That’s how I like to describe flying in Monument Valley, Utah while hanging from a motorized lawn chair with a paraglider holding me up.
Another pilot there succinctly described his flight that took him briefly close to the sheer face of the gargantuan formations, “It was intimidating.” he said.
 This hauntingly picturesque land that has been the backdrop for many westerns and action movies was also the site for the annual PPG and light- sport aircraft event in Utah know as “The Gathering“. Joe Onofrio, a PPG trike pilot, is the organizer that deliberates with the Goulding’s Lodge and the Navajo Tribal Park so that we may fly this unique location every year in October.

  The pictures speak for themselves (and make one speechless) as we witness the grandiose landscape jutting from the high desert floor. The air is crisp and clean when we launch from 5200 feet MSL and climb to over 7000 feet just to safely get over the towering mesas.  In our powered paragliders we can only fly down with the monuments and spires if the wind is very calm-- they can create dangerously turbulent rotor with just a 6mph wind. Pilots are briefed about this every morning.

 This year there were a record number of pilots, as more Europeans and Americans made the effort to fly this world famous landscape.
However, the Gathering is for experienced pilots only: Partly because of the challenges of the desert and the mesas but also largely because of the LZ.

  The LZ has a nice paved landing strip for tourist planes and light-sport aircraft but it can be a real challenge for even the seasoned foot-launching PPG pilot. There is only a small gravel area beside the runway that quickly becomes crowded with people and aircraft. Many pilots, including myself, barely made it over the berm as we launched across the runway. Some PPG pilots found it hard to compensate for the thinner air which reduced lift on their wings and push on their props. I almost had an incident myself while attempting a launch with my “fast” wing and a spare prop that wasn’t giving me full thrust. Let’s just say that the witnesses of this scary launch attempt now know what titanium sparks look like when a paramotor is sliding across the tarmac at full power (amazingly, no damage to paramotor or pilot). Some days we were forced to launch up hill or cross-wind according to the wind direction. The wind that we did have was rarely laminar since our LZ is actually bordered by mesas on two side. Thorny weeds dotted the LZ apron but were mainly gone by the second day… because we had ripped them all out with our paraglider lines! In spite of the challenges, nobody was hurt (although some props, cages, and egos will be in the repair shop for a while).

  All of the large Mesas have tops as flat as tables but just like the desert floor, they are dotted with thorny underbrush. Many PPG pilots secretly tell themselves that they’d like to land on top of one, “I’m king of the world..”. This is known as a-- get ready for it-- a ’top landing’ (you probably never would have guessed that). Anyway, they quickly change their minds when they see up close the line-snagging shrubbery and the possible turbulent air that might be swirling up over the sharp corners of the monument. There may also be some trepidation when they realize, though there is ample space, at the end of the make-shift runway there is a sudden vertical drop 1000 feet straight down. There is certainly enough room, but usually not enough guts.  This year, however, two brave PPG pilots,  Ryan Southwell and Brad Scott not only top-landed a mesa but camped out there for the night as well. A short video of their adventure (from Team Fly Halo and Ryan Southwell Films) should be out soon.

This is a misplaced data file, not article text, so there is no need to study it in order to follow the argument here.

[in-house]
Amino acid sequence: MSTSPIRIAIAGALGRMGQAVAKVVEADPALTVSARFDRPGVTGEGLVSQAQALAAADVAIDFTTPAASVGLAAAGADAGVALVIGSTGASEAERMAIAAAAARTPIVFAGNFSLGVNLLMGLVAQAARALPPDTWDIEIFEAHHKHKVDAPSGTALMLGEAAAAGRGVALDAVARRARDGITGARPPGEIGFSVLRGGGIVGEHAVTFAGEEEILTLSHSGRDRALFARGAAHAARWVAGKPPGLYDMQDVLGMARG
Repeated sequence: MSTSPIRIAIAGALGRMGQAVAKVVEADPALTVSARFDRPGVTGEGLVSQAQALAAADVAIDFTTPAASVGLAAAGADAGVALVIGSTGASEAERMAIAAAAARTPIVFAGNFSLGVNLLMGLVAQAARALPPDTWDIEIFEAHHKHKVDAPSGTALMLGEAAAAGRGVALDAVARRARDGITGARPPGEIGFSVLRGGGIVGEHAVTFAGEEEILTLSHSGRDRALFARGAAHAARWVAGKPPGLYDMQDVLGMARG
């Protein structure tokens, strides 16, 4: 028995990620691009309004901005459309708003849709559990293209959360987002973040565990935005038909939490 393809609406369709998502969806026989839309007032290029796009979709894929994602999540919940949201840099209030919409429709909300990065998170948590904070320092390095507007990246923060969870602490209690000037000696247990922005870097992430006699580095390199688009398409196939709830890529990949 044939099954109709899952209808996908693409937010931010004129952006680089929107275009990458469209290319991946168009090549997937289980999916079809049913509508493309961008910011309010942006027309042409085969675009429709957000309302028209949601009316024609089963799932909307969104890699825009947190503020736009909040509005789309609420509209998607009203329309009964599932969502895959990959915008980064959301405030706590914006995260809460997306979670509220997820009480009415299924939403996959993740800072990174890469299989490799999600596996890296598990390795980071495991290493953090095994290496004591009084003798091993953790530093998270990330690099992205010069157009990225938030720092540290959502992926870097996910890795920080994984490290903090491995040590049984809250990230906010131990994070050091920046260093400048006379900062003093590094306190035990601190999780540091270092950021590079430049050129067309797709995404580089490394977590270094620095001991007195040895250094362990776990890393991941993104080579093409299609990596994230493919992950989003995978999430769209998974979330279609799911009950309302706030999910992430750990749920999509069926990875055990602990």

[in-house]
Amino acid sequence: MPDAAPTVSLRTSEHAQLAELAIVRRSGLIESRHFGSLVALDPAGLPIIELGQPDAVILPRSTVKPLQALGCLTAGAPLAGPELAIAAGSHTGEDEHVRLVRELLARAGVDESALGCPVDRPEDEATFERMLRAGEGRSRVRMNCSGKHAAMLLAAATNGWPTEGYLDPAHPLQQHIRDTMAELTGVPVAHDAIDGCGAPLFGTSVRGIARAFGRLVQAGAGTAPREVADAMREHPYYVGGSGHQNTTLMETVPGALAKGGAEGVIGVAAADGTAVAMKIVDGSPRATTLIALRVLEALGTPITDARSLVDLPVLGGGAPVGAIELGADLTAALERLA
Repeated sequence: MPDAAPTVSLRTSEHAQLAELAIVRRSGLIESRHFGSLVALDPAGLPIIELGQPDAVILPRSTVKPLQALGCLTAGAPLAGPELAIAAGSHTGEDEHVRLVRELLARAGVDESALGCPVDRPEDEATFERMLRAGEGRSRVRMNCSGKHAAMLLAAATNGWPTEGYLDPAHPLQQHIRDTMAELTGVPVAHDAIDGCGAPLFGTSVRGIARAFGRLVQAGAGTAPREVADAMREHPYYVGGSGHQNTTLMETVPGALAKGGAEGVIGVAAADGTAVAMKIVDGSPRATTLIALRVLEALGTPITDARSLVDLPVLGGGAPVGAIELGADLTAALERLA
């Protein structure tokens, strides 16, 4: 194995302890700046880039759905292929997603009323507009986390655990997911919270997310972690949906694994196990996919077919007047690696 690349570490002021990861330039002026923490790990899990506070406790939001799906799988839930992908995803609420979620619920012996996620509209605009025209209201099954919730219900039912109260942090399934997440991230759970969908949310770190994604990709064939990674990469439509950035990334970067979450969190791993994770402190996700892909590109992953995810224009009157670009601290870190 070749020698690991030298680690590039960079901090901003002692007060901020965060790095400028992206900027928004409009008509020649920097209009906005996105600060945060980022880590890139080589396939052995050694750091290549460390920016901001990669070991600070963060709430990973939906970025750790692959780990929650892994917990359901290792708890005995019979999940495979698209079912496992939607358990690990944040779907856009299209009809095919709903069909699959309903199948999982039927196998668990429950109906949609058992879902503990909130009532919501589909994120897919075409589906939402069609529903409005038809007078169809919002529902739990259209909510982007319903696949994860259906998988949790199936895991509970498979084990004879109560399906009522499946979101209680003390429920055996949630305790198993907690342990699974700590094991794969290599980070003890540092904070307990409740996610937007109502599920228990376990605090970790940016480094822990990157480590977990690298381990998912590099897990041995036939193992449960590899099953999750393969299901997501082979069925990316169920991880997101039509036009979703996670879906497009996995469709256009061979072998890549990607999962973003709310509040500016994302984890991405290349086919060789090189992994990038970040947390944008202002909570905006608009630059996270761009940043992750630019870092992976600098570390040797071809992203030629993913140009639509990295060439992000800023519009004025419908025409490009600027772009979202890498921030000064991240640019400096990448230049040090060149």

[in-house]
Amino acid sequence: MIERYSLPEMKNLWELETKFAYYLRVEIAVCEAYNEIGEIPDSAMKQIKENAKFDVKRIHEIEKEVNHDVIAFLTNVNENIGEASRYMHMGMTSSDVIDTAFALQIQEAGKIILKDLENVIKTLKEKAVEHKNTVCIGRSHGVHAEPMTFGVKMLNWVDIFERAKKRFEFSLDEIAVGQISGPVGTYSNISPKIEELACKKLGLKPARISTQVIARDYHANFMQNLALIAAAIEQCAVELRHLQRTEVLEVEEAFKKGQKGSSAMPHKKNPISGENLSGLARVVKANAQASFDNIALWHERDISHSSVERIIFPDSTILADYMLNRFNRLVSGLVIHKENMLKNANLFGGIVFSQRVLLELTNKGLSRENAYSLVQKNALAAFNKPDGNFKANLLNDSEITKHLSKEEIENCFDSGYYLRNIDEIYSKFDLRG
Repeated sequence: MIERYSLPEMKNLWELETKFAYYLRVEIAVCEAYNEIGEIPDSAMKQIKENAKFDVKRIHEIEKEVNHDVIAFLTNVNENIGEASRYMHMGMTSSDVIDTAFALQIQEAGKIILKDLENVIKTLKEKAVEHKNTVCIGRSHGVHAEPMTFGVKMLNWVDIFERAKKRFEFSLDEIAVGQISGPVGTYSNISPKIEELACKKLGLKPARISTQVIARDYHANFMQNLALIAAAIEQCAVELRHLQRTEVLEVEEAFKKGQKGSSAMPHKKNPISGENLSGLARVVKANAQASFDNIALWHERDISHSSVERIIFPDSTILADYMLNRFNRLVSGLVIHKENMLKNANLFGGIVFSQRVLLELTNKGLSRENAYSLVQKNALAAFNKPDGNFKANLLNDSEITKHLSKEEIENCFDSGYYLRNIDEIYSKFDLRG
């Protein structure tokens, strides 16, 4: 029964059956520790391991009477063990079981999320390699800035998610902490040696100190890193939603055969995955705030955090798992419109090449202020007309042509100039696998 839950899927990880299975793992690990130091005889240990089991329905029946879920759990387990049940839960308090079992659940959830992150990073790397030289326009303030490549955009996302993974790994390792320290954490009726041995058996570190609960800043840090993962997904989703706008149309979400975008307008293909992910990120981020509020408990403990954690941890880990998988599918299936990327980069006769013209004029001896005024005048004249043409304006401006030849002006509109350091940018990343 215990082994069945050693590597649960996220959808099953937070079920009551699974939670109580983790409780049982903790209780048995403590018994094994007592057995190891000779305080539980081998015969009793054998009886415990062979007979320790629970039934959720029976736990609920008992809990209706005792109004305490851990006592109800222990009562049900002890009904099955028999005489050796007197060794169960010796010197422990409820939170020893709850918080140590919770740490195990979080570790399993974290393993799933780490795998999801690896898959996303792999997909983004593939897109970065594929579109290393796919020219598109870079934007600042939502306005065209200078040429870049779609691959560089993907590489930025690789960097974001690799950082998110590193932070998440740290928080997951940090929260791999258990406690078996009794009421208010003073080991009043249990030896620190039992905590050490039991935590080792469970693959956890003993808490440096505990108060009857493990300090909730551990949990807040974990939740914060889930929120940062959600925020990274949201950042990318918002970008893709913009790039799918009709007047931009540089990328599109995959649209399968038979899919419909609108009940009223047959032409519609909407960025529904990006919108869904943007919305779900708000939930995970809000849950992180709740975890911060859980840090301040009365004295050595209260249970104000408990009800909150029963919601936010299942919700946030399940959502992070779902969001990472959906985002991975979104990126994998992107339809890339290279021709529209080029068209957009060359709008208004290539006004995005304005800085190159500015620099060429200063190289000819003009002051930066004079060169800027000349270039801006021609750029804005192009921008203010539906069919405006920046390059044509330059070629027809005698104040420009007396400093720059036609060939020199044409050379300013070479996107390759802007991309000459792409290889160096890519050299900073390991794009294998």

During the day, for 5 dollars, you can take a ground based tour of a special area of monuments with your own vehicle. This is a spectacle that we cannot see closely from the air because we are not allowed to fly low over this particular part of the Navajo Reservation. It is quite a sight to step out of the car and in the quiet of the plateau,  behold the warm colors and smooth walls of these monoliths that gravity forgot. Also available are “open” bus tours which many of the tourists choose to take. After the tour guides noticed their passengers eagerly snapping pictures of us flying around, they made it a point to stop the tourist buses by our LZ so they could see us up close and get more photos. I’m sure that the tourists went home to their friends and said, “Look at this picture I got of a crazy guy flying around on a PARACHUTE.”

  As the sun slowly sinks to the horizon, golden rays of light stream across the fingers of the unearthly spires to highlight the crimson rocky facades and lonely dots of green in the desert. Nighttime was dotted by warm fires at the campground, brave souls telling outrageous flying stories (some of which might even be true) and bright stars hovering just over the desert floor. In the high desert, it can get close to freezing at night even though you will be wearing a t-shirt by afternoon. I’m glad that this year we opted to rent one of the fine lodges with full amenities. Unfortunately, our ‘mountain man’ status has been revoked until further notice.